9702 管理學覆誦&egrave

9702 管理學覆誦&egrave

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Unformatted text preview: Management Chapter 6 Decision-Making: The Essence of the Manager's Job shellywu.tem95g@nctu.edu.tw Outlines The Decision-Making Process Define decision and decision-making process. Describe the eight steps in the decisionmaking process. 8M The Manager as Decision Maker X 5 2 Decision Making Decision M Making a choice from two or more alternatives. ` " A The Decision-Making Process M M M , M 3 4 Step 1: Identifying the Problem Problem A discrepancy between an existing and desired state of affairs. s p Characteristics of Problems There is pressure to solve the problem. M ~q S e p 5 x The manager must have the authority, information, or resources needed to solve the problem. p S 5 Step 2: Identifying Decision Criteria p 5 Decision criteria are factors that are important to resolving the problem. Costs that will be incurred (investments required) Risks likely to be encountered (chance of failure) Outcomes that are desired (growth of the firm) M : M , M , size... 6 Step 3: Allocating Weights to the Criteria W t p 5 Decision criteria are not of equal importance: g > Assigning a weight to each item places the items in the correct priority order of their importance in the decision making process. ~ q S a 5 x ) M Ex. M , M =10, size=7 , size M 7 , M =10, M Step 4: Developing Alternatives Identifying viable alternatives Alternatives are listed (without evaluation) that can resolve the problem. ~ q S t p 5 x ) M 8 Step 5: Analyzing Alternatives ^ p 5 Appraising each alternative's strengths and weaknesses ~ q S 5 x An alternative's appraisal is based on its ability to resolve the issues identified in steps 2 and 3. Ex. M -> M , M *M 9 , ^ p Step 6: Selecting an Alternative C p 5 Choosing the best alternative f The alternative with the highest total weight is chosen. 10 Step 7: Implementing the Alternative C p 5 Putting the chosen alternative into action. Conveying the decision to and gaining commitment from those who will carry out the decision. ~ q S p 5 x ) C p 5 11 Step 8: Evaluating the Decision's Effectiveness p p 5 The soundness of the decision is judged by its outcomes. How effectively was the problem resolved by outcomes resulting from the chosen alternatives? e If the problem was not resolved, what went wrong? (M , M Part 6 Control function M 12 ) buy a NB h p * h p 1. 2. h 3. h 4. h 5. h p p p p * h h 10 p p 8 * h p * 3 " * 6 4 Curves, GNC, Quinzos, Radio Shack, JaniKing, ChemDry, JacksonHewitt, McDonald's h p " * h p " * Curves, GNC, Quinzos, Radio Shack, Jani King, ChemDry, JacksonHewitt, McDonald's h p " * h p " * Curves, GNC, Quinzos, Radio Shack, JaniKing, Chem Dry, Jackson Hewitt, McDonald's ChemDry 13 Learning Review Define decision and decision-making process Describe the eight steps in the decisionmaking process. 1. A decision criterion defines what is relevant in a decision. 1. The step in the decision-making process that involves choosing a best alternative is termed implementation. 14 15 The Manager as Decision Maker 1. Making Decisions ( M Rationality ( M ) Bounded Rationality ( M Intuitive decision making ( M ) ) ) 2. Types of Problems and Decisions (M M ) 3. Decision-Making Conditions (M (M M ) 4. Decision-Making Styles M ) 16 The Manager as Decision Maker Managers = Decision makers M =M Why ? Decision making is part of all four managerial functions Planning Leading Organizing Controlling 17 M h p S r p S r p S p S h p * p + h p * p + p + h p * p + 18 p + p + 1. Making Decisions Managers can make decisions on the basis : Assumptions of Rationality W z a Bounded Rationality W z a Intuition M 19 Rationality Managers make consistent, value-maximizing choices with specified constraints. ( M gp gp 5 M - gp ) Assumptions are that decision makers: Are perfectly rational, fully objective, and logical. ( M g p 5 ) Have carefully defined the problem and identified all viable alternatives. ( g p 5 ) Have a clear and specific goal ( ) Will select the alternative that maximizes outcomes in the organization's interests rather than in their personal interests. ( p S ) 20 Assumptions of Rationality 21 The perfectly rational model of decision making isn't realistic ~q S z 5 We p 5 , M how to making... So, W e p M e p x * P Making Decisions Bounded Rationality ( M ) Managers make decisions rationally, but are limited (bounded) by their ability to process information. ( p S ) 23 Bounded Rationality ( M ) Assumptions are that decision makers: Will not seek out or have knowledge of all alternatives ( p S ) Will satisfice ( ' ) h choose the first alternative encountered that satisfactorily solves the problem -- rather than maximize the outcome of their decision by considering all alternatives and choosing the best. -- + x 24 Bounded Rationality ( M ) Assumptions are that decision makers (cont.) Decision making may be strongly influenced by the organization's culture, internal politics, power considerations and Escalation of commitment. Escalation of commitment ( M ) an increased commitment to a previous decision despite evidence that it may have been wrong. (~ q S z 5 x ) - p S 25 , . Making Decisions x z The Role of Intuition ( M Intuitive decision making ) Making decisions on the basis of experience, feelings, and accumulated judgment. ( x z 5 M p S ) What's Intuition Experience-based M Affect-initiated ( M Cognitive-based ( M Values or ethics-based ( x z 5 ) ) ) M Subconscious mental ( M ) Rational & Intuitive complementary ( M ) 26 2. Types of Problems and Decisions (X z 5 ) Managers encounter different types of problems and use different types of decisions to resolve them. ( ~ q S X z 5 ` g p 5 ) x ) . X z 5 Structured Problems and Programmed Decision (X z M M ) Unstructured Problems and Nonprogrammed Decisions ( ) Integration ( M ) 27 Structured Problems and Programmed Decision Structured Problems Involve goals that clear. ( { a 5 ) Are familiar (have occurred before). ( M ) Are easily and completely defined--information about the problem is available and complete. ( M M ) Programmed Decision A repetitive decision that can be handled by a routine approach. ( X ) 90% { a Ex. Ex. M =M = { a 5 , M , 5 , 28 ... Types of Programmed Decisions Managers rely on three types of programmed decisions: Policy M A general guideline for making a decision about a structured problem. ( )f Procedure M A series of interrelated steps that a manager can use to respond (applying a policy) to a structured problem. ( M ~ q S x p 5 x ) ) $50.00 An explicit statement that limits what( manager or employee a z ,, " * can or cannot do. ( p S ) ( z ,, " * 29 Rule M Unstructured Problems z 5 , p S X J. s , z 5 , M Unstructured Problems Problems that are new or unusual and for which information is ambiguous or incomplete. ( x ) 5 3 S S ) Problems that will require custom-made solutions ( p S ). Nonprogrammed Decisions Decisions that are unique and nonrecurring. (M z 5 ) Decisions that generate unique responses. ( ) X 30 l z 5 x , l z 5 p S . level vs. problems vs. Decisions At higher levels in the organizational hierarchy, managers deal more often with difficult, unstructured problems and make nonprogrammed decisions in attempting to resolve these problems and challenges. Lower-level managers handle routine decisions themselves, using programmed decisions. They let upper-level managers handle unusual or difficult decisions. 31 32 Exhibit 68 Programmed vs. Nonprogrammed Decisions 33 3. Decision-Making Conditions M Certainty M Can make an accurate decision because the outcome of every alternative choice is known. ( p S ) Risk M Is able to estimate the likelihood (probability) of outcomes that result from the choice of particular alternatives.(Risk M :M ~ q S z 5 x ) 34 Uncertainty M Limited information prevents estimation of outcome probabilities for alternatives associated with the problem and may force managers to rely on intuition, hunches, and "gut feelings". M x ) 5 3 S f S W z Maximax W z 5 : the optimistic manager's choice to maximize the maximum payoff W z Maximin W z 5 : the pessimistic manager's choice to maximize the minimum payoff M M Minimax W z 5 : the manager's choice to 35 minimize maximum regret 4. Decision-Making Styles M Dimensions of Decision-Making Styles Ways of thinking ( M ) ) x ) x Rational, orderly, and consistent ( Intuitive, creative, and unique ( Tolerance for ambiguity ( ) x Low tolerance: require consistency and order ( D p M ) High tolerance: multiple thoughts simultaneously ( M D p ) 36 Types of Decision Makers Exhibit 612 Decision-Making Matrix 37 Directive Analytic Use minimal information and consider few alternatives. , p * -> r p -> r p * , r p r p , r p * , r p * Make careful decisions in unique situations. p fi + , r p * ., M H Maintain a broad outlook and consider many alternatives in making decisions. -> r p , r p * -> r p * -> M H ,, Avoid conflict by working well with others and being receptive to suggestions. , p * , M . H 38 Conceptual Behavioral Exhibit 614 Overview of Managerial Decision Making 39 W B , "* WB , " W B , " 40 Questions and Problems ...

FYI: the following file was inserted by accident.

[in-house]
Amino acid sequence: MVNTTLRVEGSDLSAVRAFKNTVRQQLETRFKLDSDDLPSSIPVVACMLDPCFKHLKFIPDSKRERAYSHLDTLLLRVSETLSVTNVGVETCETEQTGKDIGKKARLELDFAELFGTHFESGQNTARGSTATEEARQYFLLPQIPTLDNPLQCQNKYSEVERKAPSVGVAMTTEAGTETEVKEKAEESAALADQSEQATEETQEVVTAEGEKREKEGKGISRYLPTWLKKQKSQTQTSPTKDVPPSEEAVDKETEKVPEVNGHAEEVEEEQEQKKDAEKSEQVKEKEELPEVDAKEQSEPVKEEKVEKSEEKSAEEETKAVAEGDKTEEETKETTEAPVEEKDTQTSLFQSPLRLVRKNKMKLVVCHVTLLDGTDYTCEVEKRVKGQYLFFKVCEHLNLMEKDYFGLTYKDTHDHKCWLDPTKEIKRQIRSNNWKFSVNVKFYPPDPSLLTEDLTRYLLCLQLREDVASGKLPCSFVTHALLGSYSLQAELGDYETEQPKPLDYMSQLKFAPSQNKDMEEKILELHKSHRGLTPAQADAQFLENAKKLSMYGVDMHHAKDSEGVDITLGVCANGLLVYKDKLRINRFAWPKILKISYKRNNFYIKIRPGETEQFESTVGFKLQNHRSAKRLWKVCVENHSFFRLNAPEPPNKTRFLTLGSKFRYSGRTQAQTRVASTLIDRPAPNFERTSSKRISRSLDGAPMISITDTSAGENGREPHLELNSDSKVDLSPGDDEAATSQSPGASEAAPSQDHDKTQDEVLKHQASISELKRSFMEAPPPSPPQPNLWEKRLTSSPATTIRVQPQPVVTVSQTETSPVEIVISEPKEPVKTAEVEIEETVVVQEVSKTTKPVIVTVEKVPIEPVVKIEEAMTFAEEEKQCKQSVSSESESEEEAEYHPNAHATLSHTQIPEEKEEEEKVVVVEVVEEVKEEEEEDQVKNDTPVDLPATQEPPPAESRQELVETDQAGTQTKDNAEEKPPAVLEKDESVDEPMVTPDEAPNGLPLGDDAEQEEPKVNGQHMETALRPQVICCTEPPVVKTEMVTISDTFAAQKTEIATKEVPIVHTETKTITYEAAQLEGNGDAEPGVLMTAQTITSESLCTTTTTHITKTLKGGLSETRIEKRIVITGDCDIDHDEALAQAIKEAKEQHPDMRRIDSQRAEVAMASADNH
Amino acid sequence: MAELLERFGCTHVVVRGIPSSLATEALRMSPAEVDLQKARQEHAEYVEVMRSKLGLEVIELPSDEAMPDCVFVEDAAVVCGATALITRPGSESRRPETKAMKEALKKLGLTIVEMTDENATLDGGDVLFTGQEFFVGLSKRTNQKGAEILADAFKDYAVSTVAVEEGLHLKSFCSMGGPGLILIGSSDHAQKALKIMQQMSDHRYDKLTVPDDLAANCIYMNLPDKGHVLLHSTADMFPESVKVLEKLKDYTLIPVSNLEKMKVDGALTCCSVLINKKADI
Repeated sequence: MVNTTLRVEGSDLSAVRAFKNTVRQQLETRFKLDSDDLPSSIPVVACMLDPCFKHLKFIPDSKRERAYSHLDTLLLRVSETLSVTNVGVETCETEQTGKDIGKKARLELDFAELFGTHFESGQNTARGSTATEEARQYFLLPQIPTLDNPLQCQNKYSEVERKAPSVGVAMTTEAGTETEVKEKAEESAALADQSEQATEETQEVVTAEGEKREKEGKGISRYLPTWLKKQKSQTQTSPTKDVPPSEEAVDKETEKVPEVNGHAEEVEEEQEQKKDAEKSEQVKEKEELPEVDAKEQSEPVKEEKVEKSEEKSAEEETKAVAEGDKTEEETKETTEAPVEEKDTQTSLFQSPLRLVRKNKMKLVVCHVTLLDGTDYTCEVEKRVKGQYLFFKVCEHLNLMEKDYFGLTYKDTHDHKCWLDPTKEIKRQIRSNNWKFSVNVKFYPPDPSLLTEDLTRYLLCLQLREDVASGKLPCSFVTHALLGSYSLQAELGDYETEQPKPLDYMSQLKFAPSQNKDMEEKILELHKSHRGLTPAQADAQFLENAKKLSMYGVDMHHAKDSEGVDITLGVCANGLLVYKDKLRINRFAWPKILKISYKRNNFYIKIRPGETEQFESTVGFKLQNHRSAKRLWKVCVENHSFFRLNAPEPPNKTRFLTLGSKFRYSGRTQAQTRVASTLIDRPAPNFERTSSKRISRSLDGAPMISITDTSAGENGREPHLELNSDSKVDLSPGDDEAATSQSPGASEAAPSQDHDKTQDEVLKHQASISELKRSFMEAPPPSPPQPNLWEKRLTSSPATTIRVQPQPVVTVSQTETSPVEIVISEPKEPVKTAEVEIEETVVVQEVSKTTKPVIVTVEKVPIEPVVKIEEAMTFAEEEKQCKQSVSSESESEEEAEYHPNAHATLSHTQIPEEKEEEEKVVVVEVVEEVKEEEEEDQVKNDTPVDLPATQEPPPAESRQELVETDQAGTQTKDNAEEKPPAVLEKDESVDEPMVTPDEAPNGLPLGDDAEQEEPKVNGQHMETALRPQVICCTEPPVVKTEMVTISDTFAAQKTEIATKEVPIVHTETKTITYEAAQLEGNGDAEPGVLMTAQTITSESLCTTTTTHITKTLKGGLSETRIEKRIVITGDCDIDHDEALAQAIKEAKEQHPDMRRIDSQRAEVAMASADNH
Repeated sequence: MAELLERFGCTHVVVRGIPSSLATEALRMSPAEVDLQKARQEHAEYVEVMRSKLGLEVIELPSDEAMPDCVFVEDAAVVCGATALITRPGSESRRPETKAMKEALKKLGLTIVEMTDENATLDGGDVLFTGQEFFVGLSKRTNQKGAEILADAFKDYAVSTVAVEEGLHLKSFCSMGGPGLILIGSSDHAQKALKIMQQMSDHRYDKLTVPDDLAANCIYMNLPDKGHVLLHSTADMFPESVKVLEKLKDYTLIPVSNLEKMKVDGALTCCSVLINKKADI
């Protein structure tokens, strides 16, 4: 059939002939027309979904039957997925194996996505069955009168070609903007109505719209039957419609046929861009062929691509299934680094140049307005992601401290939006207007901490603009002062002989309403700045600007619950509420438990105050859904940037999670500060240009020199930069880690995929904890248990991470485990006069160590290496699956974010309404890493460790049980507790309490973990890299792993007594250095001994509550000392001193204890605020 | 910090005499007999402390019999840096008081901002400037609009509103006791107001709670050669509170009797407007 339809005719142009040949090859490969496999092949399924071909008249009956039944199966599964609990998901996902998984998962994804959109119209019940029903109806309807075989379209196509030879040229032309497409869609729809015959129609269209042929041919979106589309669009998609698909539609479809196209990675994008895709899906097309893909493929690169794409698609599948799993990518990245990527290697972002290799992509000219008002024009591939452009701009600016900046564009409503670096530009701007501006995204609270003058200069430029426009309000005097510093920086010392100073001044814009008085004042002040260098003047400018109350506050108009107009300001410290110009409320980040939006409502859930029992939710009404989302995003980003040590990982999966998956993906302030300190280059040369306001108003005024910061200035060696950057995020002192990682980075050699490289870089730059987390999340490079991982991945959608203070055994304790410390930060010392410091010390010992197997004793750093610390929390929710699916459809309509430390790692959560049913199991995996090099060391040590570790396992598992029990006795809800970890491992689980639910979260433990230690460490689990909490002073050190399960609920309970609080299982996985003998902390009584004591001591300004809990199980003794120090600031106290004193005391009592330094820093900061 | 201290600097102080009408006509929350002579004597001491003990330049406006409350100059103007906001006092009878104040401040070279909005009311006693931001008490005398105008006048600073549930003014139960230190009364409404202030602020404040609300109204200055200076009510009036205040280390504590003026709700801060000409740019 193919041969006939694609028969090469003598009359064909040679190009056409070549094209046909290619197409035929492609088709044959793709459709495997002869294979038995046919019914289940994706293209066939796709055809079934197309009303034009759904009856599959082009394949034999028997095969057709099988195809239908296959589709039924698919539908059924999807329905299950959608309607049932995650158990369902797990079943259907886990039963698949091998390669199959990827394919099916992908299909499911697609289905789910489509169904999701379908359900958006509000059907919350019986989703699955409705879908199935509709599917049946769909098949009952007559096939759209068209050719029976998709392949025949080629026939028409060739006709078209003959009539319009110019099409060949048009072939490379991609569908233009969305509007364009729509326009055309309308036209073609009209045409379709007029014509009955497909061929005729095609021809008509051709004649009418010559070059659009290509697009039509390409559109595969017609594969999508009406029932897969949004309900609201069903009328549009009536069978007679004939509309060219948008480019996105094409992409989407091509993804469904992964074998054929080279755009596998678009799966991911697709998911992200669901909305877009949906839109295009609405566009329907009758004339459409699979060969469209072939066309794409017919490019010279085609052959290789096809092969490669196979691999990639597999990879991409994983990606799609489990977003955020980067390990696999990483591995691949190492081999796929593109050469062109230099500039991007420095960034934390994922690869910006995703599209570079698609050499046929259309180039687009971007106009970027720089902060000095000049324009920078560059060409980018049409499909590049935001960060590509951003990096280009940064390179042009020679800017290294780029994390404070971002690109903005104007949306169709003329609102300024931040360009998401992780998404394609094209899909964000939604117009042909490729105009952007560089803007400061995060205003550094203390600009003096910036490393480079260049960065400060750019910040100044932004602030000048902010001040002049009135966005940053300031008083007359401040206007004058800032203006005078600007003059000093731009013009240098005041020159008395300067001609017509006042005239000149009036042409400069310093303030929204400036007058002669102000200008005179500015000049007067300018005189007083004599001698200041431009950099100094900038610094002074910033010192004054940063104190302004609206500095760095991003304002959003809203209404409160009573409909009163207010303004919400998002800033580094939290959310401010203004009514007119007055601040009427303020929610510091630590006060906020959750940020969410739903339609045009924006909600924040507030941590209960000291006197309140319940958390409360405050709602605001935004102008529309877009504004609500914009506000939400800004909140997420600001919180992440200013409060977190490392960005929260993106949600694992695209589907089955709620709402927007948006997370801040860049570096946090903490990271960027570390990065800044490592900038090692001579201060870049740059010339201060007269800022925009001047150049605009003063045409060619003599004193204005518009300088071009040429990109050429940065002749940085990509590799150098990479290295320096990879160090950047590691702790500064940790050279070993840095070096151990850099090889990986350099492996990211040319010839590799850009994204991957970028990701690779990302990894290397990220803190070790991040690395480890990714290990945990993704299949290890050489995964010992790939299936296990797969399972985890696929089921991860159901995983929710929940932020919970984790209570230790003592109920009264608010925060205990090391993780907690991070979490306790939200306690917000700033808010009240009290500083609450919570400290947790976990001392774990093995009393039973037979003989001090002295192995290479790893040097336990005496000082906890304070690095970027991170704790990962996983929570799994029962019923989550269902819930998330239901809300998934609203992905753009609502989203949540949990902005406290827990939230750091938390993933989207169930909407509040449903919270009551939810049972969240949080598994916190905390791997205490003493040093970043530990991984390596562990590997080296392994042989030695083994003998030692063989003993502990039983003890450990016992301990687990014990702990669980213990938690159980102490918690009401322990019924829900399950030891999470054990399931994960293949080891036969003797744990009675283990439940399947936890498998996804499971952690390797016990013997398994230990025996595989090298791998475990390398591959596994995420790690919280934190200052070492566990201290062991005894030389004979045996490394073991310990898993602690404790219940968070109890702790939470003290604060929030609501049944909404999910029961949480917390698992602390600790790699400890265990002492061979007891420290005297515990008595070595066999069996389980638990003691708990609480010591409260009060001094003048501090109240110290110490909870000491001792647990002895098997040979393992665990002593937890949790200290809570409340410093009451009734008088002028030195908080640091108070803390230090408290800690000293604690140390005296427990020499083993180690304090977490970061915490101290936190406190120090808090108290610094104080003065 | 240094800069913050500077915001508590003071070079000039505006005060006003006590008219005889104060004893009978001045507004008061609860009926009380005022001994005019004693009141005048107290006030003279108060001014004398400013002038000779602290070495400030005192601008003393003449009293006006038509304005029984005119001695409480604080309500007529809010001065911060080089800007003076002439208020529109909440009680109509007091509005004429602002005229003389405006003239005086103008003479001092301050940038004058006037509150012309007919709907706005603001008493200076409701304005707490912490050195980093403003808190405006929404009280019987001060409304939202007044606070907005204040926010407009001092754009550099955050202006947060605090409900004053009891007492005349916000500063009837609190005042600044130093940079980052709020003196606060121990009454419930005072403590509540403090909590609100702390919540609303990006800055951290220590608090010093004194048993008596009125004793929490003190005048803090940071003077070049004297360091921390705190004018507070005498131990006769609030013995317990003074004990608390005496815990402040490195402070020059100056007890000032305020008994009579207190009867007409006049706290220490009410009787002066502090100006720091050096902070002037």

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This note was uploaded on 03/03/2010 for the course MGT 7625 taught by Professor Trappey during the Spring '10 term at National Taiwan University.